Pownall v. Cearfoss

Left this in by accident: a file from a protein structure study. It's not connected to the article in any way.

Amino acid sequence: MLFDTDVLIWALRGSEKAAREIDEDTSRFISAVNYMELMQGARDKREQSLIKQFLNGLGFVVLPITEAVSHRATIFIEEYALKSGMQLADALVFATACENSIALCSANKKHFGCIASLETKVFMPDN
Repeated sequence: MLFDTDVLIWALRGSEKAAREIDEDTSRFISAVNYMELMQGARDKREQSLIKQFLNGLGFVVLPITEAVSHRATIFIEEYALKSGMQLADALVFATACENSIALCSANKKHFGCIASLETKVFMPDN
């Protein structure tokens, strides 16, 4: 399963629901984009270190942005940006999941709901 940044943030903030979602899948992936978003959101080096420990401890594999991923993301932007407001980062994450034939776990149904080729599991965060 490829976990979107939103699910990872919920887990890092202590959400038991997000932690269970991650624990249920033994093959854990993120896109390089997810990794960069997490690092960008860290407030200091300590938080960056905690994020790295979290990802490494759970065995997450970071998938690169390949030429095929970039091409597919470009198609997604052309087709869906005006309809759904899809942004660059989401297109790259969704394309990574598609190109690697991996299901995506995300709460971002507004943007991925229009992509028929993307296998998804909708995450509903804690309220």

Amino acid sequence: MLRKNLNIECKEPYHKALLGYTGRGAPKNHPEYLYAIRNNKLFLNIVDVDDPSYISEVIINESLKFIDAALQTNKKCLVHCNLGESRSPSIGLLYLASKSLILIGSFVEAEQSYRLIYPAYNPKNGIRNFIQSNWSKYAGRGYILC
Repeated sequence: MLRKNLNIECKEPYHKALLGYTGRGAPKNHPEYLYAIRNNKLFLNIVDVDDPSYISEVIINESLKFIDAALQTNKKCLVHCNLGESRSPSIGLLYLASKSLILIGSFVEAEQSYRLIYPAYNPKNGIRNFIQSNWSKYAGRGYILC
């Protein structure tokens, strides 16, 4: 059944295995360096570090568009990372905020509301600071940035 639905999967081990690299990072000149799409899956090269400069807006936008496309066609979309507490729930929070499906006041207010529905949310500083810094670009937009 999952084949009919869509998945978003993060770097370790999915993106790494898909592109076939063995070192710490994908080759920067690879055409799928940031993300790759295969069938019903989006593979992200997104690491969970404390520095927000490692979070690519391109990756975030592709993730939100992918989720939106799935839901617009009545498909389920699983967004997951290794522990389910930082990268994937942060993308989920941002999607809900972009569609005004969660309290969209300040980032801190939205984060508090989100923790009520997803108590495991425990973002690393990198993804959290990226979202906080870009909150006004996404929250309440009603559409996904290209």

In Pownall v. Cearfoss, 129 W. Va. 487, 40 S.E.2d 886 (1946), the Court did note the existence of certain "distinguishing elements or features" essential to the creation of a joint venture: As between the parties, a contract, written or verbal, is essential to create the relation of joint adventurers. . . . To constitute a joint adventure the parties must combine their property, money, efforts, skill, or knowledge, in some common undertaking of a special or particular nature, but the contributions of the respective parties need not be equal or of the same character. There must, however, be some contribution by each party of something promotive of the enterprise. . . . An agreement, express or implied, for the sharing of profits is generally considered essential to the creation of a joint adventure, and it has been held that, at common law, in order to constitute a joint adventure, there must be an agreement to share in both the profits and the losses. It has also been held, however, that the sharing of losses is not essential, or at least that there need not be a specific agreement to share the losses, and that, if the nature of the undertaking is such that no losses, other than those of time and labor in carrying out the enterprise, are likely to occur, an agreement to divide the profits may suffice to make it a joint adventure, even in the absence of a provision to share the losses. (129 W. Va. at 497-98, 40 S.E.2d at 893-94.)